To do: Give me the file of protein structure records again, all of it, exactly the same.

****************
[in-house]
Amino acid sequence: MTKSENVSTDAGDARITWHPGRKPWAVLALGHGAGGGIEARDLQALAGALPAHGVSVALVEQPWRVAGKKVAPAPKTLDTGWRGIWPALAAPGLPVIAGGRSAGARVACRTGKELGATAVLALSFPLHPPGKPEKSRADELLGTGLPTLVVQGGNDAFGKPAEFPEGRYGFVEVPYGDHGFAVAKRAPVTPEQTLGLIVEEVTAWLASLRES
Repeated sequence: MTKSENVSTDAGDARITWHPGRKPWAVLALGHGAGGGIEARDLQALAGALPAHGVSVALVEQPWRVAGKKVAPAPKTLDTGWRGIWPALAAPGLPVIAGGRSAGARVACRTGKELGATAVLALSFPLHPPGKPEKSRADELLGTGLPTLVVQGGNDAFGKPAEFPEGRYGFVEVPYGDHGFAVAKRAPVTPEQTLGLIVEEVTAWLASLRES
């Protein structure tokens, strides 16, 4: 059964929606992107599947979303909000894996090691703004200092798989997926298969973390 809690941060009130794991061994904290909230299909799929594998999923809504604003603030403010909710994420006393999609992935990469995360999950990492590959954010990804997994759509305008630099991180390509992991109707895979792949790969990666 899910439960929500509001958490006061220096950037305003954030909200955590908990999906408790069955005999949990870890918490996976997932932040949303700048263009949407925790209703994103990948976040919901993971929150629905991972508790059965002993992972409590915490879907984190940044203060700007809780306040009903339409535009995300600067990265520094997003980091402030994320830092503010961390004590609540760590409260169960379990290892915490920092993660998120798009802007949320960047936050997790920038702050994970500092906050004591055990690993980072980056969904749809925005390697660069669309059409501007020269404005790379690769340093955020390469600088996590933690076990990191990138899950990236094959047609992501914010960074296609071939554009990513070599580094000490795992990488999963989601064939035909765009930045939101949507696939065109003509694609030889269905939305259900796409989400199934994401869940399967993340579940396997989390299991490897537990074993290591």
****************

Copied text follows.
[in-house]
Amino acid sequence: MTKSENVSTDAGDARITWHPGRKPWAVLALGHGAGGGIEARDLQALAGALPAHGVSVALVEQPWRVAGKKVAPAPKTLDTGWRGIWPALAAPGLPVIAGGRSAGARVACRTGKELGATAVLALSFPLHPPGKPEKSRADELLGTGLPTLVVQGGNDAFGKPAEFPEGRYGFVEVPYGDHGFAVAKRAPVTPEQTLGLIVEEVTAWLASLRES
Repeated sequence: MTKSENVSTDAGDARITWHPGRKPWAVLALGHGAGGGIEARDLQALAGALPAHGVSVALVEQPWRVAGKKVAPAPKTLDTGWRGIWPALAAPGLPVIAGGRSAGARVACRTGKELGATAVLALSFPLHPPGKPEKSRADELLGTGLPTLVVQGGNDAFGKPAEFPEGRYGFVEVPYGDHGFAVAKRAPVTPEQTLGLIVEEVTAWLASLRES
């Protein structure tokens, strides 16, 4: 059964929606992107599947979303909000894996090691703004200092798989997926298969973390 809690941060009130794991061994904290909230299909799929594998999923809504604003603030403010909710994420006393999609992935990469995360999950990492590959954010990804997994759509305008630099991180390509992991109707895979792949790969990666 899910439960929500509001958490006061220096950037305003954030909200955590908990999906408790069955005999949990870890918490996976997932932040949303700048263009949407925790209703994103990948976040919901993971929150629905991972508790059965002993992972409590915490879907984190940044203060700007809780306040009903339409535009995300600067990265520094997003980091402030994320830092503010961390004590609540760590409260169960379990290892915490920092993660998120798009802007949320960047936050997790920038702050994970500092906050004591055990690993980072980056969904749809925005390697660069669309059409501007020269404005790379690769340093955020390469600088996590933690076990990191990138899950990236094959047609992501914010960074296609071939554009990513070599580094000490795992990488999963989601064939035909765009930045939101949507696939065109003509694609030889269905939305259900796409989400199934994401869940399967993340579940396997989390299991490897537990074993290591």